Ansari, Seyedmasoud (2014) Three dimensional finite-element numerical modeling of geophysical electromagnetic problems using tetrahedral unstructured grids. Doctoral (PhD) thesis, Memorial University of Newfoundland.
- Accepted Version
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Finite-element solutions to the three-dimensional geophysical electromagnetic forward modeling problem in the frequency domain are presented. The method is firstly examined for the solution to the E-field Helmholtz equation. Edge-element basis functions are used for the electric field. An alternative method is also used which is based on decomposing the electric field into vector and scalar potentials in the Helmholtz equation and in the equation of conservation of charge. Edge element and nodal element basis functions are used respectively for the vector and scalar potentials. This decomposition is performed with the intention of satisfying the continuity of the tangential component of the electric field and the normal component of the current density across the inter-element boundaries, therefore finding an efficient solution to the problem. The computational domain is subdivided into unstructured tetrahedral elements. The system of equations is discretized using the Galerkin variant of the weighted residuals method, with the approximated vector and scalar potentials as the unknowns of a sparse linear system. Both iterative and direct solvers are used for the solutions to the E-field and decomposed systems. A generalized minimum residual solver with an incomplete LU preconditioner is used to iteratively solve the system. The direct solver, MUMPS, is used to provide the direct solution to the system of equations. The forward modeling methods are validated using a number of examples. The fields generated by small dipoles on the surface of a homogeneous half-space are compared against their corresponding analytic solutions. The next example provides a comparison with the results from an integral equation method for a long grounded wire source on a model with a conductive block buried in a less conductive half-space. The decomposed method is also verified for a large conductivity contrast model where a magnetic dipole transmitter-receiver pair moves over a graphite cube immersed in brine. Solutions from the numerical approach are in good agreement with the data from physical scale modeling of this scenario. Another example verifies the solution for a resistive disk model buried in marine conductive sediments. For all examples, convergence of the solution that used potentials was significantly quicker than that using the electric field. The inductive and galvanic components of the electromagnetic response are also investigated for the above examples. Furthermore a detailed investigation of these effects are presented for models with varying conductivity contrasts. The characteristics of the solutions in terms of implicitly and explicitly enforcing the Coulomb gauge condition are investigated for the decomposed system. Numerical computations show that for the above-mentioned grounded wire example the electromagnetic response is significantly affected by the contribution from the galvanic part. By contrast for the example where a magnetic dipole excites a graphite cube immersed in brine solutions, the inductive scenario dominantly contributes to the model’s electromagnetic response.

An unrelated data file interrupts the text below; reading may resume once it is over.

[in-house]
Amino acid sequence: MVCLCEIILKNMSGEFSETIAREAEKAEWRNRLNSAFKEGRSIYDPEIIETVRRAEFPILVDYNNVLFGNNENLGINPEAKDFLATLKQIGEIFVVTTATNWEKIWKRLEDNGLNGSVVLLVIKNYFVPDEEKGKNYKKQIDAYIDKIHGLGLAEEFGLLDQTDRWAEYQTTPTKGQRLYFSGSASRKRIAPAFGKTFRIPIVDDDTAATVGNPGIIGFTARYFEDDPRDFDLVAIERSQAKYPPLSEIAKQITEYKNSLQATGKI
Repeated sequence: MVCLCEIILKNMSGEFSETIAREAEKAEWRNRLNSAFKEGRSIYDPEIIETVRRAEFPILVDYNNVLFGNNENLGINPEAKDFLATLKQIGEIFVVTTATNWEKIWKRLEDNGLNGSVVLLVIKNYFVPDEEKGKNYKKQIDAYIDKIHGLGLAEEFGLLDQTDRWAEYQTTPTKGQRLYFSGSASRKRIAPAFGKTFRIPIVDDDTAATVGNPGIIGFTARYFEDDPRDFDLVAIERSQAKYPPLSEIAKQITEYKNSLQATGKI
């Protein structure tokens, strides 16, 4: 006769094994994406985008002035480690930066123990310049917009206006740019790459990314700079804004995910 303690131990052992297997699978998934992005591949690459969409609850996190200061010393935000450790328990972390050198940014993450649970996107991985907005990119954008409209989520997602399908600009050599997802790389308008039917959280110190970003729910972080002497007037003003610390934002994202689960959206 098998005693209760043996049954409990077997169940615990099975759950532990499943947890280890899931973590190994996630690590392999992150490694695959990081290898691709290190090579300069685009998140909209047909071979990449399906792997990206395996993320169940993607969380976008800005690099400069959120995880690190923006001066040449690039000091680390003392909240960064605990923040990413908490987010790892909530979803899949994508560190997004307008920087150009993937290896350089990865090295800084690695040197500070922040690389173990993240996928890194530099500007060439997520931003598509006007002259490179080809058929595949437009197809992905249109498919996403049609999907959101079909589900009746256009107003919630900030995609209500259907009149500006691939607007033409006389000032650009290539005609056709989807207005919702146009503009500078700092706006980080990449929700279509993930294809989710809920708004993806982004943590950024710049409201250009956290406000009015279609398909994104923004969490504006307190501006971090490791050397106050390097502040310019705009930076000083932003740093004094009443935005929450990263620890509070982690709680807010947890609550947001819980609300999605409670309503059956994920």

|Item Type:||Thesis (Doctoral (PhD))|
|Additional Information:||Includes bibliographical references (pages 237-245).|
|Department(s):||Science, Faculty of > Earth Sciences|
|Library of Congress Subject Heading:||Geomagnetism--Mathematical models; Electromagnetic measurements--Mathematical models; Three-dimensional modeling; Finite element method|
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